Once you make the dubious life decision to pursue writing as a vocation or avocation, there are a couple of things that are absolutely, 100% certain to happen:

  1. Someone will start calling you “Shakespeare”;
  2. Someone will ask you if you’d be interested in writing their genius idea for a novel in exchange for, say, 20% of the profits;
  3. You’ll have to deal with criticism of your work.

From the author’s point of view there are two kinds of criticism: The kind you agree with and see value in, and everything else. The first kind is easy because it usually indicates that you yourself thought there was a similar problem with the book, and you’re just getting objective confirmation. It doesn’t feel too awful because there’s a good chance on some level you’ve already dealt with it.

The latter though can be difficult, because when people make criticisms of your work that you think are ludicrous, it’s easy to just shrug it off and assume they’re just not very good readers. But not only should you always be appreciative of anyone who is willing to give you feedback on your work, you should probably also not ignore criticisms that seem off the wall. In fact, if you’re first reaction is to frown in puzzlement at a piece of feedback, chances are this is exactly the feedback you should be paying extra attention to.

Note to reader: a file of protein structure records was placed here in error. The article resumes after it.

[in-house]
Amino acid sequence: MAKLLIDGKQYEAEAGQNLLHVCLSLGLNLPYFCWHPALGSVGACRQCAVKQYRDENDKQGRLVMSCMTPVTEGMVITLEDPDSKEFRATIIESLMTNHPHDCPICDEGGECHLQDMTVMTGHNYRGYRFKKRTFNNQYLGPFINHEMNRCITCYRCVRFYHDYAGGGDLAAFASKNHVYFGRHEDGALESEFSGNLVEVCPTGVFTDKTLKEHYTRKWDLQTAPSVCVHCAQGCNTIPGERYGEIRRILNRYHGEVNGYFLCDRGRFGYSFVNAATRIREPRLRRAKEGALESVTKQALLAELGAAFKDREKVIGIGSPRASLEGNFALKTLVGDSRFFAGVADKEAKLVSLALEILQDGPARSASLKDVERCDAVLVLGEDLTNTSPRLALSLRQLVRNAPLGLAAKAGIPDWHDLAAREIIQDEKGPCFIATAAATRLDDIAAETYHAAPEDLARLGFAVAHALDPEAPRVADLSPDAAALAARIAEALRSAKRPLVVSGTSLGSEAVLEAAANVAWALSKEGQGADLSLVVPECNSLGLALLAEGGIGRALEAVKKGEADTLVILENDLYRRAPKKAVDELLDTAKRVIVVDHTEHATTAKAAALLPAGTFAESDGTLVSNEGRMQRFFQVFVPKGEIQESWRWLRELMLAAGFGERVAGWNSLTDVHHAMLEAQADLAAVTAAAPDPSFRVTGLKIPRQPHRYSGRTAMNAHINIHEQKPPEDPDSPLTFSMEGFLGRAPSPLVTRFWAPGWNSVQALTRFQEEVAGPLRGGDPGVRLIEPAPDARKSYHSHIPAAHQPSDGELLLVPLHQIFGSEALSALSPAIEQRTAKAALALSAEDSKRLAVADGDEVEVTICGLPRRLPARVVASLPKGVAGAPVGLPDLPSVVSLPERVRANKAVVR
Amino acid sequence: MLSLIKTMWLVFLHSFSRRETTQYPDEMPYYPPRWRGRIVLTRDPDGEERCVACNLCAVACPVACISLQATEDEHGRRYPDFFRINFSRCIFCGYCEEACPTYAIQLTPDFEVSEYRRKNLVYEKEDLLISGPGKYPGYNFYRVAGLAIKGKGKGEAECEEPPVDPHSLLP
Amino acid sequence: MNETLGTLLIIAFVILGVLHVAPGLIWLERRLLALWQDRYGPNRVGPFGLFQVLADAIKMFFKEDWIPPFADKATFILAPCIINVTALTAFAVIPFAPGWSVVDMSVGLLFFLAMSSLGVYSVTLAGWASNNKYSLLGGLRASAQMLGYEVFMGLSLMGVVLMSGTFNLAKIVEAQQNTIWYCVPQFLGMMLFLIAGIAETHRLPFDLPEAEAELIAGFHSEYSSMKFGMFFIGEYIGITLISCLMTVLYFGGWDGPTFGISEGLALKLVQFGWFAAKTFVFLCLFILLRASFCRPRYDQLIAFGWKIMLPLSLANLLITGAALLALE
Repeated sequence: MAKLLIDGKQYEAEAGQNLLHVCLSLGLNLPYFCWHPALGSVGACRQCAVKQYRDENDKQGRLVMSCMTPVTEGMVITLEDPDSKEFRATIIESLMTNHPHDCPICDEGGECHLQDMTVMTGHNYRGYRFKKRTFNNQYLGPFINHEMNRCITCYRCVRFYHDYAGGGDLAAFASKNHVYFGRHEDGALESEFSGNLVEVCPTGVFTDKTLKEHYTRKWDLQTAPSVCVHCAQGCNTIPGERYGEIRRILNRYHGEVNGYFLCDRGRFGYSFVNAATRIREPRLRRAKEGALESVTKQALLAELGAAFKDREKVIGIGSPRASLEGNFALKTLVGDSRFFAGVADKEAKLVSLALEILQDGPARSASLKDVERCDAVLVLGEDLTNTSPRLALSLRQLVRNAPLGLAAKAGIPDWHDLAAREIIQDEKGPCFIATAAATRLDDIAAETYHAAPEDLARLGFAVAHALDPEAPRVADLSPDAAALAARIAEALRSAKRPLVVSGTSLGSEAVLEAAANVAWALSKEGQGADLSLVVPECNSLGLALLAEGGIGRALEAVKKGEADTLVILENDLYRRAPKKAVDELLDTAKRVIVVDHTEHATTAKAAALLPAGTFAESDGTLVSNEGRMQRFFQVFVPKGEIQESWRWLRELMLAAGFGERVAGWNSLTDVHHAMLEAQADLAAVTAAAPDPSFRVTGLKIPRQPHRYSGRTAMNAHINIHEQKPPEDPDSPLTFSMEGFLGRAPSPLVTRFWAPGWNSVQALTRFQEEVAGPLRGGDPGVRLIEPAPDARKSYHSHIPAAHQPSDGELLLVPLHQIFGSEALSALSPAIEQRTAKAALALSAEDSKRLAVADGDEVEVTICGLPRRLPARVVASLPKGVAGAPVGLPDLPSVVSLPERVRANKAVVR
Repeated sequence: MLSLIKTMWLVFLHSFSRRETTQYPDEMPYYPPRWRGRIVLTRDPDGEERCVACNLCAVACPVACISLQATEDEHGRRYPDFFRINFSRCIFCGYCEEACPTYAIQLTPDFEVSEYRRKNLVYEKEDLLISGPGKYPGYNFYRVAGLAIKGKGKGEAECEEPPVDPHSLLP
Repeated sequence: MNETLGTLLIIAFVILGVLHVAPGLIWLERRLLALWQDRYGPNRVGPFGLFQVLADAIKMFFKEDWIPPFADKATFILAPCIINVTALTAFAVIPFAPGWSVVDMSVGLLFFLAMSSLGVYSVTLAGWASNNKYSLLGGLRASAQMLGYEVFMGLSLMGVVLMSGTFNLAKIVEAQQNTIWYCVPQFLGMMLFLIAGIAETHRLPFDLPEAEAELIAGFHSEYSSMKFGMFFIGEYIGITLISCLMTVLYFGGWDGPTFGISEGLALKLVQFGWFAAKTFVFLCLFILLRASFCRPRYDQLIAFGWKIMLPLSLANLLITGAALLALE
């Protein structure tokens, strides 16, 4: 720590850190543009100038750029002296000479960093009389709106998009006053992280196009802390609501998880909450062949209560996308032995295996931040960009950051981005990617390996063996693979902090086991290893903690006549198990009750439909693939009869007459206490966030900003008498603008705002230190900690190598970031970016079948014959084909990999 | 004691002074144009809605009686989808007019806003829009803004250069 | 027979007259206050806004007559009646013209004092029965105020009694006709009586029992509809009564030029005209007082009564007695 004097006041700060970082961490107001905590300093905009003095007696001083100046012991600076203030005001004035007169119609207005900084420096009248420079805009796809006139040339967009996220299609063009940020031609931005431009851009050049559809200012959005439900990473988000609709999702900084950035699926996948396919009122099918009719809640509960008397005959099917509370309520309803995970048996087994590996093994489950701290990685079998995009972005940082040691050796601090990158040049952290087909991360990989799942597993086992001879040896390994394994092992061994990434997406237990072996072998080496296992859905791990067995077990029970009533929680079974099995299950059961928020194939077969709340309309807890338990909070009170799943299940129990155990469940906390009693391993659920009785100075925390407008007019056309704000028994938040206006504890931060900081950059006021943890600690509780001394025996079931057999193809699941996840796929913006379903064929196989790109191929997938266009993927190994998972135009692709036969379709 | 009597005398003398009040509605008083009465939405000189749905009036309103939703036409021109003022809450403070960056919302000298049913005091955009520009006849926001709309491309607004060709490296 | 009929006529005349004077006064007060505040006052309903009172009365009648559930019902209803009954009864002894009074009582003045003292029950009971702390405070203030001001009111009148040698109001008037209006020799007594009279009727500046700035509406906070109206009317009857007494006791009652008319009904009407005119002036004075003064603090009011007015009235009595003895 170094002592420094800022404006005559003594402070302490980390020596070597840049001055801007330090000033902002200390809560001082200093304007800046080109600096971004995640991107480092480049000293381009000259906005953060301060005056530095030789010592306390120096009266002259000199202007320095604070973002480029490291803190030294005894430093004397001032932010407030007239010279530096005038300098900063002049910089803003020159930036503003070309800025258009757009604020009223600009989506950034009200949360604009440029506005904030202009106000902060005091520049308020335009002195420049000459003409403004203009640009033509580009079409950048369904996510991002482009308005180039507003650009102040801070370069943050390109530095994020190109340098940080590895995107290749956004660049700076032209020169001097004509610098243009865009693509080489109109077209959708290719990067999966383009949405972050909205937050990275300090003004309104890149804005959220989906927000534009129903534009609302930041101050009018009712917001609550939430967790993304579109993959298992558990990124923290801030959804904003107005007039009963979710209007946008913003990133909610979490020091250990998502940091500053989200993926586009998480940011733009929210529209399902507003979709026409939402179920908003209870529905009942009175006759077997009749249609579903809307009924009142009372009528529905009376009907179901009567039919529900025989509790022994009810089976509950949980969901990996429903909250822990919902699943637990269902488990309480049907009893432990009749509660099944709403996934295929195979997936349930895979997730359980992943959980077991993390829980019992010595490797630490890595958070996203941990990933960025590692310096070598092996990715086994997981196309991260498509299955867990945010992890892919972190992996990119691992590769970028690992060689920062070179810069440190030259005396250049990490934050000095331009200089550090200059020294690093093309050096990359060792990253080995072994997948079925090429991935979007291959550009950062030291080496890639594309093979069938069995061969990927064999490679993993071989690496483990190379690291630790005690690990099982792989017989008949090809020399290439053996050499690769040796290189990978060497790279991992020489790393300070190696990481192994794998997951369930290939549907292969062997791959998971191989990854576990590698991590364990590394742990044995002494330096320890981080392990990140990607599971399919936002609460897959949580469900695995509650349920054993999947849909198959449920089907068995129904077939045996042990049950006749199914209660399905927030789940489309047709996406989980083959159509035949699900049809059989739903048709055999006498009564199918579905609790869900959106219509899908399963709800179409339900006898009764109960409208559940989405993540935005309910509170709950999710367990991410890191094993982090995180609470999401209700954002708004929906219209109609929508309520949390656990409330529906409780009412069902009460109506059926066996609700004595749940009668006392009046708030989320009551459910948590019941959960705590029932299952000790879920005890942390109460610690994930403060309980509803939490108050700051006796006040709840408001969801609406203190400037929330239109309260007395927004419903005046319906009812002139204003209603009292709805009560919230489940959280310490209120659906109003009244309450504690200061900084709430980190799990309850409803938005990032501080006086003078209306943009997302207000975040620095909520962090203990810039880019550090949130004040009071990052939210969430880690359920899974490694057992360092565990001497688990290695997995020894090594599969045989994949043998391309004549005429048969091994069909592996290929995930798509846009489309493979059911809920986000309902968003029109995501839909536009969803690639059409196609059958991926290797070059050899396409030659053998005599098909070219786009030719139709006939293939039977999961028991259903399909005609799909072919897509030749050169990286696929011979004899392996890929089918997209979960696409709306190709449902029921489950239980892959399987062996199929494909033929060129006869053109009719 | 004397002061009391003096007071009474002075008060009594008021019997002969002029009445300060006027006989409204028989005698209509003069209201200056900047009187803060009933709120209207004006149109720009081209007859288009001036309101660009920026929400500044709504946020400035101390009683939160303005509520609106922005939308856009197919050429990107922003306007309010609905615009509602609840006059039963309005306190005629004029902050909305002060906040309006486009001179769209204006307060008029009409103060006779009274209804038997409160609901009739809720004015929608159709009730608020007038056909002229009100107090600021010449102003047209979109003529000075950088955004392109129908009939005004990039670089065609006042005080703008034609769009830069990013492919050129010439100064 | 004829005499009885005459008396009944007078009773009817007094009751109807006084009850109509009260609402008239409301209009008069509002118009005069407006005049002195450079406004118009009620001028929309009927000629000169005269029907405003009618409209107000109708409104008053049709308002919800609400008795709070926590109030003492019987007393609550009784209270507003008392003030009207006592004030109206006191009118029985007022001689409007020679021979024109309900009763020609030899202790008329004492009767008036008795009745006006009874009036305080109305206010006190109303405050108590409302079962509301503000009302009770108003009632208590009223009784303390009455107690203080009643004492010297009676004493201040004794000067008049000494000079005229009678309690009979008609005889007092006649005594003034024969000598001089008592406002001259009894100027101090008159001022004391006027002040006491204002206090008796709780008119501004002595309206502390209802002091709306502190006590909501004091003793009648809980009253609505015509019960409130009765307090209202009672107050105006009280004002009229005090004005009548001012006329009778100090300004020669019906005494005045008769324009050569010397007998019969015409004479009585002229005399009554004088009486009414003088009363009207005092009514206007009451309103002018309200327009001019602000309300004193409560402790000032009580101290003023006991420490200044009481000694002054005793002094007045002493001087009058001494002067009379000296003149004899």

The Zone of Discomfort

It’s easy to accept negative feedback when it lines up with what you’re already thinking. The hard part—and thus the necessary part—is to listen to feedback that seems completely off-target and objectively evaluate it.

Why? Because you will never control how people react to your work, and if you’re not regularly confused and outraged by the feedback you get, you may be in a bubble where only people who see things the same way you do get to read and comment on your work. You’ve got to seek feedback that scares you a little bit, that confuses you. You might ultimately reject it just as your initial instinct told you to, but you have to at least consider it. It’s the only way you’ll ever see your writing from a point of view outside your own experience.

Also: Don’t challenge critics to duels. It never ends well.

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